Who could be standing next to Toomey on the podium: It’s no secret that next week we all expect to watchTia-Clair Toomey stand on top of the podium for the fifth consecutive year. The question now is, who will be standing next to her? Some popular veteran names like Annie Thorisdottir, Kara Saunders, Katrin Davidsdottir, Kristin Holte, and Laura Horvath all have a legitimate chance. But it would be no surprise if we also saw some American athletes from Underdogs Athletics or even the young guns making a run for the podium.
Fundraiser for the fittest teenage twins: 15-year-old Rodrigo and Rafael Candeias are leaving Portugal for the first time to compete in the teen division of the CrossFit Games. To help get them to Madison, they set up a fundraiser to help pay for expenses.
WHAT TO WATCH:
Resurgence is here: Grab your popcorn sports fans; it’s finally here. The big movie debut is now on iTunes to help get you pumped up for the CrossFit Games next week. P.S. Our very own founder Justin LoFranco has a few nice cameos.
In memory of Kelsey Wallace: Invictus athleteKelsey Wallace, wife of Marcus Wallace and mother to Braxton and Bexley, tragically lost her life while giving birth to their third child. The community has set up a GoFundMe account to help pay for the memorial service expenses and the short and long-term costs for the newborn baby and two children.
The future of personalized programming for women: Blue Elvin, a female-founded London-based functional-training brand, is starting a global conversation about the future of personalized programming for women. If you’d like to get involved, fill out the survey.
Analysis: Can Women Compete in CrossFit Longer than Men?
In ordinary life, a 39-year-old and a 17-year-old wouldn’t usually have much in common, but when it comes to this year’s CrossFit Games, three of them have a lot to talk about.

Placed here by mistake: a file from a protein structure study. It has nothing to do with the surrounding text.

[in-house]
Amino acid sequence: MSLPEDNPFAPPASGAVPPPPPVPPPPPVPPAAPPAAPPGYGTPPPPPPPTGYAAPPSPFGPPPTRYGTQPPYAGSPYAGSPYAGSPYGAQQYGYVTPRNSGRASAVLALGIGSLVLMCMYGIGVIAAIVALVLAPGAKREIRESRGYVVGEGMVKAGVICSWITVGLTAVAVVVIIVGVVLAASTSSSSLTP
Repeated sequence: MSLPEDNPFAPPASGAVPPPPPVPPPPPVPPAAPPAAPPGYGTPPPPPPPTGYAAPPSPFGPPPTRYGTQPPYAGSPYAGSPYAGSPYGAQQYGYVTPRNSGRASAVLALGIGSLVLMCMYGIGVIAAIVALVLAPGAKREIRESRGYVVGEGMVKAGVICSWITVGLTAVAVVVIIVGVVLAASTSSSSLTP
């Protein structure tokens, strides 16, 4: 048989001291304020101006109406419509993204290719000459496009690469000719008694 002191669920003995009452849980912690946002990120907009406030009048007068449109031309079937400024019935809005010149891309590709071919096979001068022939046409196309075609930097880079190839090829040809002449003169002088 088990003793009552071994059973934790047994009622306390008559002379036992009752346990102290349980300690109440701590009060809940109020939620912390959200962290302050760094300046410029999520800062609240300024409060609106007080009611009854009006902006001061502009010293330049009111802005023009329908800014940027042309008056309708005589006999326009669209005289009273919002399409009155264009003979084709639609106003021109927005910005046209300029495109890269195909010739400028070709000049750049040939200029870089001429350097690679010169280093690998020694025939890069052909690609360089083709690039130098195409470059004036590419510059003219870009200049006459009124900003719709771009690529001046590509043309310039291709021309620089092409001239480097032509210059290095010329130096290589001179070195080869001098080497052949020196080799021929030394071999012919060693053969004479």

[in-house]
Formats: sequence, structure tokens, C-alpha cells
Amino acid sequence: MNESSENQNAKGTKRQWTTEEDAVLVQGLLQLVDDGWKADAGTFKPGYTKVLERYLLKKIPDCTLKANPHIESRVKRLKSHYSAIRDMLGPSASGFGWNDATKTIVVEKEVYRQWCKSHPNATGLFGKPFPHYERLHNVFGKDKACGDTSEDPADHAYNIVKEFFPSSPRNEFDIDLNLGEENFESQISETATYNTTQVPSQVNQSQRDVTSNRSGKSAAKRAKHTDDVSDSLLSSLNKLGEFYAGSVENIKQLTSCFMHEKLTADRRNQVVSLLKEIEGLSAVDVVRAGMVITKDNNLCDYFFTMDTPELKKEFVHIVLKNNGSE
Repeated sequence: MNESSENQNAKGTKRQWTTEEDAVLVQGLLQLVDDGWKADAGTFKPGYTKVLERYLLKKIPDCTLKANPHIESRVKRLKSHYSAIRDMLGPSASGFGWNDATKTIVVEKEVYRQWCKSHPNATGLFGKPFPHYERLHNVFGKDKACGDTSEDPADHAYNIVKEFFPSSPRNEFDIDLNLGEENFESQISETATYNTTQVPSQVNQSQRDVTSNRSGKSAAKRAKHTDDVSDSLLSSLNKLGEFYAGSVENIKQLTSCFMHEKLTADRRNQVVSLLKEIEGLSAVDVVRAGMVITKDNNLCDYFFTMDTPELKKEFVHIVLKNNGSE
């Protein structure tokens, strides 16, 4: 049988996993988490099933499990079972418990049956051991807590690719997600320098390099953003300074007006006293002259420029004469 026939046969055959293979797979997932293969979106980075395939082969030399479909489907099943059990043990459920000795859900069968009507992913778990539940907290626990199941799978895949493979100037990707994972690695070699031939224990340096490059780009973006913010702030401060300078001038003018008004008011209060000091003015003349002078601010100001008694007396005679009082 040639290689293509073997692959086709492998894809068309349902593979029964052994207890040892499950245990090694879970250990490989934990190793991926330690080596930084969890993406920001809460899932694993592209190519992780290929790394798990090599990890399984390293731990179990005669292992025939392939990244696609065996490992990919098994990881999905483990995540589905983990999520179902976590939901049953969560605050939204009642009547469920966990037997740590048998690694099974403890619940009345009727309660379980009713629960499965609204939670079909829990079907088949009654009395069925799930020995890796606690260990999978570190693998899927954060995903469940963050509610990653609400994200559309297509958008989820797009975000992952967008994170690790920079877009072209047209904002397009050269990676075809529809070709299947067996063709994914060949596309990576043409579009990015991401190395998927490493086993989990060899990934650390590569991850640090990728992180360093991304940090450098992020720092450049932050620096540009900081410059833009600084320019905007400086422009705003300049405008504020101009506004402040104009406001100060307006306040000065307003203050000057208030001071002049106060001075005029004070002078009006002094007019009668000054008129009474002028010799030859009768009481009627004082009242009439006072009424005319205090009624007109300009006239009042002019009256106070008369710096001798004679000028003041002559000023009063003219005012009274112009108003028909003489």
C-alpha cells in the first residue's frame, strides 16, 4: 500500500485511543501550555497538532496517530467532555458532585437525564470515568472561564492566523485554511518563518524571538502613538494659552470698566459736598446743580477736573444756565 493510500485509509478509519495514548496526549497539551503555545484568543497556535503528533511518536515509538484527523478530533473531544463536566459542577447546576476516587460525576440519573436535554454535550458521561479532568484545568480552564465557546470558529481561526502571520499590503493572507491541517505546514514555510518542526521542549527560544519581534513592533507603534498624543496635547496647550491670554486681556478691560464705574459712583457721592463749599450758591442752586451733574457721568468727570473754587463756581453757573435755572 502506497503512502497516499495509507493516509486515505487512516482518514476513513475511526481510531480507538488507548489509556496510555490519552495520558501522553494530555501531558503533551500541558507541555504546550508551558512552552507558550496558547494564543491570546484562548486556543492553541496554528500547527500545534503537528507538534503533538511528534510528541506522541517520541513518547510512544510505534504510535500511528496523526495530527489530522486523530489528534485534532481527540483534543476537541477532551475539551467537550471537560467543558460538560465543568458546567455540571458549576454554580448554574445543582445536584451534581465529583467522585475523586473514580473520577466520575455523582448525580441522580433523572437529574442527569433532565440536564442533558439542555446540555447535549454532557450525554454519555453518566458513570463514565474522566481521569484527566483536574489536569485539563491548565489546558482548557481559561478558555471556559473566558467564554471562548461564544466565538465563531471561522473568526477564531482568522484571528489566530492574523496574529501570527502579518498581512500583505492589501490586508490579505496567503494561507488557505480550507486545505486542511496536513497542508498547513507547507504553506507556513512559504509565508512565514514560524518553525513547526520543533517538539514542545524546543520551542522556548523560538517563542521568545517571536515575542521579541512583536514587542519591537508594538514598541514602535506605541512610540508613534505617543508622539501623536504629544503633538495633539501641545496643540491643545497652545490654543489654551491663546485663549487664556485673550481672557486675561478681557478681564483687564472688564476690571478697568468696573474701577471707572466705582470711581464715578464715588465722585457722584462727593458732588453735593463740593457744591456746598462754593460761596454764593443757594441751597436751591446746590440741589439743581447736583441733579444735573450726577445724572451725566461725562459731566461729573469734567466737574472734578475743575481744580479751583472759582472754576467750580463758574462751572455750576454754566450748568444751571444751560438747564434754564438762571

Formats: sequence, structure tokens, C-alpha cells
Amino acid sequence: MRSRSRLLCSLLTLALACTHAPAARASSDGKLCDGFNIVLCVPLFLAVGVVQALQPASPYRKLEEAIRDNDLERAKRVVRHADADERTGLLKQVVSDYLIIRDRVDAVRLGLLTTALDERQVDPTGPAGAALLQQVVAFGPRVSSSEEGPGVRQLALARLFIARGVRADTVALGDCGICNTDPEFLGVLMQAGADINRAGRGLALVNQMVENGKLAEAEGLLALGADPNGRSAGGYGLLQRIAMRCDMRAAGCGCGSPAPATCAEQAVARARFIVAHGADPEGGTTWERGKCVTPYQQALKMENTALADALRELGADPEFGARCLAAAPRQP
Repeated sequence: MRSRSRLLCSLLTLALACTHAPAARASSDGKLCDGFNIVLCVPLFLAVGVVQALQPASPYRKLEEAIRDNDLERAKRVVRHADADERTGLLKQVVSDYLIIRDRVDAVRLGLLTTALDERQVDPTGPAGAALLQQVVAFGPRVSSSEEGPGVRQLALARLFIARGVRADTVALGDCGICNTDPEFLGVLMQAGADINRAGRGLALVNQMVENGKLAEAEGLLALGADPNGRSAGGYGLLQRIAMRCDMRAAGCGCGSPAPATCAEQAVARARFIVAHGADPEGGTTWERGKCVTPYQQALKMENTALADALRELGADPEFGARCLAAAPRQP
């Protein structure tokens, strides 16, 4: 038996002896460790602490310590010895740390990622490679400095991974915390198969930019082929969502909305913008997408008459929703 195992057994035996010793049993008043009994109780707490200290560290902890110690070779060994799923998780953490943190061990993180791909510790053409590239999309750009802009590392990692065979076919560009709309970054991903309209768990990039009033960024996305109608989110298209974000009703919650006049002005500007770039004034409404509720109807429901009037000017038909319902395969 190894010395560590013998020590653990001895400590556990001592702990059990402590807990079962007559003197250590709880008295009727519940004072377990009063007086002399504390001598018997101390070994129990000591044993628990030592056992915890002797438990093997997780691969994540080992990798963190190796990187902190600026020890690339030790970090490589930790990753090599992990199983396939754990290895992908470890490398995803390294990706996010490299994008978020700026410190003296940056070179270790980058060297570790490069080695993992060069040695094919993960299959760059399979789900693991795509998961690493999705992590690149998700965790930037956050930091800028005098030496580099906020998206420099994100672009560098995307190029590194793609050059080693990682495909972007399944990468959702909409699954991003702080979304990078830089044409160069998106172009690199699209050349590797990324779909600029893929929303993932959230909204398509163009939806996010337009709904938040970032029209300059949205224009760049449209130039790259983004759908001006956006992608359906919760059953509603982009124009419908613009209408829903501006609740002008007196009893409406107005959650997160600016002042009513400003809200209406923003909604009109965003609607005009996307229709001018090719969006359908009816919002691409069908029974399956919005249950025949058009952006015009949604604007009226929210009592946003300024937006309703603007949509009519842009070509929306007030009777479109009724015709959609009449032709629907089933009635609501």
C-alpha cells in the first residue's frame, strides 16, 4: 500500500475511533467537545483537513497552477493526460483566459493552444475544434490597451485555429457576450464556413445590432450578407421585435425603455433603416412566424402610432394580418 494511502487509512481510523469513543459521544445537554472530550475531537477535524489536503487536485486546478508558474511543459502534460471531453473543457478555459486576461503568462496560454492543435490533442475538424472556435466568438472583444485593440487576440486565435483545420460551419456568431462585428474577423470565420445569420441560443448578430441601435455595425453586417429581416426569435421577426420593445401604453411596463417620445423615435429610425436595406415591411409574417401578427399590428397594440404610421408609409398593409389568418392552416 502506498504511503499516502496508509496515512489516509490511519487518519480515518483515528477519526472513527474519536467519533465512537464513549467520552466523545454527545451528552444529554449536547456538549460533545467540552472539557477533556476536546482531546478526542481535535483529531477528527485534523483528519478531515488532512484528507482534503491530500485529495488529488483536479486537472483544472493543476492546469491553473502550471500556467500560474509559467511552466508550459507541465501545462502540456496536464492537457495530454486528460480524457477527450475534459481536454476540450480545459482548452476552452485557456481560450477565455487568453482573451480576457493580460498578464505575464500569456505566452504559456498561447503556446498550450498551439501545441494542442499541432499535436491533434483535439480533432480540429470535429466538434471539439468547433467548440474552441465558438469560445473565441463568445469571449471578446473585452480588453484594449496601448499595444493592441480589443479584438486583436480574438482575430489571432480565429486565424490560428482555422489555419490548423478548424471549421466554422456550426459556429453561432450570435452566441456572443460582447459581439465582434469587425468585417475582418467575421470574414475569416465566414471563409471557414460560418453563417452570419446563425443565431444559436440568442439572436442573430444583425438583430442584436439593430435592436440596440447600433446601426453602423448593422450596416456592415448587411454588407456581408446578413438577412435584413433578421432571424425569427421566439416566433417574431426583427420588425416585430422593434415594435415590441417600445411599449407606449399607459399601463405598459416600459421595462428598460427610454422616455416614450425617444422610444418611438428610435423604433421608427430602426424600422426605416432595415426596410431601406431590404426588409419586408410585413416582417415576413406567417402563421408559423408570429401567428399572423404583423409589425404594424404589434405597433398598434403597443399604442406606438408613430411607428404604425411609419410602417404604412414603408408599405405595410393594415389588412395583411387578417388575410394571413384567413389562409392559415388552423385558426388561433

That’s because the oldest competitor in this year’s women’s field, 39-year-old Samantha Briggs, will be going head-to-head with two teenagers 22 years her junior, Emma Cary and Mallory O’Brien, in what is the biggest age gap since the 2012 Games.
On the men’s side, the age gap between the oldest and youngest competitor—37-year-old Jason Smith, and 21-year-old Guilherme Malheiros, is 16 years—the second biggest age gap in the last 10 years (both the 2014 and 2015 fields saw a 17-year age gap between the oldest and youngest male).
After having a baby, most athletes are eager to return to the gym and their pre-pregnancy fitness levels. Getting the “all clear” from a doctor at your six week check up often sends athletes back without a solid plan of how to approach fitness in this new season of their athleticism.
What “all cleared” actually means: Being “cleared” is a reflection of initial birth healing, from bleeding cessation, incision healing, to the cervix being closed.
It is not a reflection of exercise readiness, as the system as a whole has still been changed from the inside out.
Your body needs time to regulate and respond to more activities of daily living and exercise demands.
Still doing stationary planks for core work? Let's hope your box starts programming "staying really still for time." If you're only doing static core work, you miss out on a ton of transferable strength gains. Incorporate this exercise using a band to gain stability under tension.
Even after retiring, we're pretty sure the champ still goes Rx on his workouts. But for those of us who aren't quite ready for 100 GHDs, Legless Rope Climbs, and Pistol Squats for time, he has created a scaling and substitution matrix.
The most common mistake in a snatch is standing up and bringing shoulders back too fast during the first pull. Check out this guide to see the right timing, the proper posture, and get an easy drill to make sure you're doing both.
WHOOP strap 3.0 tells you exactly how ready you are to perform every day. It measures your heart rate over 100 times a second to provide personalized feedback on your recovery, strain, and sleep. Sign up now and get a strap and first month on us (no code needed).